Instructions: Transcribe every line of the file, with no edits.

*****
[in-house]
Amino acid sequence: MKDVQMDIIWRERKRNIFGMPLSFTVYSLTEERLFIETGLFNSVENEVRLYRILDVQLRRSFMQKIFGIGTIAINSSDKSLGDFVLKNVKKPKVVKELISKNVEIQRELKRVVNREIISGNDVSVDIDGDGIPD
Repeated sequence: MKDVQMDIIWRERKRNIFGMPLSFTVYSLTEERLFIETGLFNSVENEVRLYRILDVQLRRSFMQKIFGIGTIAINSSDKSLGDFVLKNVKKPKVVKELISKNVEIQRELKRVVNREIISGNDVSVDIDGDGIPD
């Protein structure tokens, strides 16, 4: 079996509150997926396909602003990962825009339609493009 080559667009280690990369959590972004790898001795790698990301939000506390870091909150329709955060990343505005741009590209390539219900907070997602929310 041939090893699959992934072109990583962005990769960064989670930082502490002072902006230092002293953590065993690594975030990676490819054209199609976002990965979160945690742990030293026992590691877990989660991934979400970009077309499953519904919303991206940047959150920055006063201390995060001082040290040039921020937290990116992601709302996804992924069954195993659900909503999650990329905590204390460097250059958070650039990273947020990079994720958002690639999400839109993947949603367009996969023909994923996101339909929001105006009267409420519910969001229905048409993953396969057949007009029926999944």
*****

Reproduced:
[in-house]
Amino acid sequence: MKDVQMDIIWRERKRNIFGMPLSFTVYSLTEERLFIETGLFNSVENEVRLYRILDVQLRRSFMQKIFGIGTIAINSSDKSLGDFVLKNVKKPKVVKELISKNVEIQRELKRVVNREIISGNDVSVDIDGDGIPD
Repeated sequence: MKDVQMDIIWRERKRNIFGMPLSFTVYSLTEERLFIETGLFNSVENEVRLYRILDVQLRRSFMQKIFGIGTIAINSSDKSLGDFVLKNVKKPKVVKELISKNVEIQRELKRVVNREIISGNDVSVDIDGDGIPD
């Protein structure tokens, strides 16, 4: 079996509150997926396909602003990962825009339609493009 080559667009280690990369959590972004790898001795790698990301939000506390870091909150329709955060990343505005741009590209390539219900907070997602929310 041939090893699959992934072109990583962005990769960064989670930082502490002072902006230092002293953590065993690594975030990676490819054209199609976002990965979160945690742990030293026992590691877990989660991934979400970009077309499953519904919303991206940047959150920055006063201390995060001082040290040039921020937290990116992601709302996804992924069954195993659900909503999650990329905590204390460097250059958070650039990273947020990079994720958002690639999400839109993947949603367009996969023909994923996101339909929001105006009267409420519910969001229905048409993953396969057949007009029926999944």